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Fatal aortoesophageal fistula in two cases of tight vascular ring

Published online by Cambridge University Press:  15 August 2006

Annalisa Angelini
Affiliation:
Department of Pathology, University of Padua Medical School, Padua, Italy
Konstantinos Dimopoulos
Affiliation:
Department of Pathology, University of Padua Medical School, Padua, Italy
Carla Frescura
Affiliation:
Department of Pathology, University of Padua Medical School, Padua, Italy
Piergiorgio Gamba
Affiliation:
Department of Paediatric Surgery, University of Padua Medical School, Padua, Italy
Roberto Lo Piccolo
Affiliation:
Department of Paediatric Surgery, University of Padua Medical School, Padua, Italy
Giovanni Stellin
Affiliation:
Department of Cardiovascular Surgery, University of Padua Medical School, Padua, Italy
Gaetano Thiene
Affiliation:
Department of Pathology, University of Padua Medical School, Padua, Italy

Abstract

Vascular rings are rare vascular congenital anomalies causing oesophageal and tracheal compression. An aortoesophageal fistula is a devastating, in part iatrogenic, complication of vascular rings. It is seen with increasing frequency, and can be misleading, since differential diagnosis with other causes of haematemesis and melaena is often difficult, especially in infants. We report two infants with aortoesophageal fistulas secondary to double aortic arches forming a vascular ring. In both, the diagnosis was missed, and massive haemorrhage led to death. In both cases, the fissuration on the oesophageal and aortic sides of the fistula had sharp edges, highly suggestive of an iatrogenic laceration caused by manipulation of nasogastric tubes. The key for the diagnosis of vascular rings is, therefore, clinical suspicion and awareness of this condition. Prompt identification in infants with stridor, wheezing, or respiratory distress can prevent prolonged intubation, thus avoiding the formation of an aortoesophageal fistula and hopefully preventing a fatal outcome.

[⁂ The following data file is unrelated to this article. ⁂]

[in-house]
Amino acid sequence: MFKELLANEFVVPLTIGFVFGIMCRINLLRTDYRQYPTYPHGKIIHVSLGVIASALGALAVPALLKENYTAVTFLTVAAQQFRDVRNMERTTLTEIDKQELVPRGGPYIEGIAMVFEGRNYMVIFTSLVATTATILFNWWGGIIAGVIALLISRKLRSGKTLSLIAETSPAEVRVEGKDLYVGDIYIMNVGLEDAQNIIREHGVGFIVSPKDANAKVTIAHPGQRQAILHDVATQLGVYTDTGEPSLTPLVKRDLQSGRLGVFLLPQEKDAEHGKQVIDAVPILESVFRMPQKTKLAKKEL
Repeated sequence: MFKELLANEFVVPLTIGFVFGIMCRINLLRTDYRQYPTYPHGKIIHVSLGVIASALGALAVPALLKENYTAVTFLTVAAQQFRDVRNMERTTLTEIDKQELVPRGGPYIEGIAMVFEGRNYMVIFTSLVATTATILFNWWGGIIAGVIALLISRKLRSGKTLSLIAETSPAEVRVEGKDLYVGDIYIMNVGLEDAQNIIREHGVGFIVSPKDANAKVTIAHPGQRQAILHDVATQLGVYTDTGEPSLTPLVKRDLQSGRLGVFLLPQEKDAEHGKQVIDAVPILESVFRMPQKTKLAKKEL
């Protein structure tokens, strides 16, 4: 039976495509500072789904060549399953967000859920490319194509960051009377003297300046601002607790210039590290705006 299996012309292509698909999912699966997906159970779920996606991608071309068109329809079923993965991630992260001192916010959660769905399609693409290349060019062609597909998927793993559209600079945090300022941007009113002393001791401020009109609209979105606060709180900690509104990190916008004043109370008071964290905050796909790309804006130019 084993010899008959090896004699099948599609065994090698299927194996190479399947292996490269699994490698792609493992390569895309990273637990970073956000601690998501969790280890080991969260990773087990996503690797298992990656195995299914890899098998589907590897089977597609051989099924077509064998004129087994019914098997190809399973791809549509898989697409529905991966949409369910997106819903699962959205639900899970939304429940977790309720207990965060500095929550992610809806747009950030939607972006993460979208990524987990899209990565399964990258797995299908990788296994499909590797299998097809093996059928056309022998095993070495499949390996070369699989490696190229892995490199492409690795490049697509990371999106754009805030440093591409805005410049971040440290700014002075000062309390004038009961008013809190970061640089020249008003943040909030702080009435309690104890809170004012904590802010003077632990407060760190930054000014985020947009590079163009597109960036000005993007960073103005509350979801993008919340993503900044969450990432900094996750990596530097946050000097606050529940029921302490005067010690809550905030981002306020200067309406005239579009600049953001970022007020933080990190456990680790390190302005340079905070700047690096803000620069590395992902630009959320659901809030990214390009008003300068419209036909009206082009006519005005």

Type
Clinico-Pathological Correlation
Copyright
2002 Cambridge University Press

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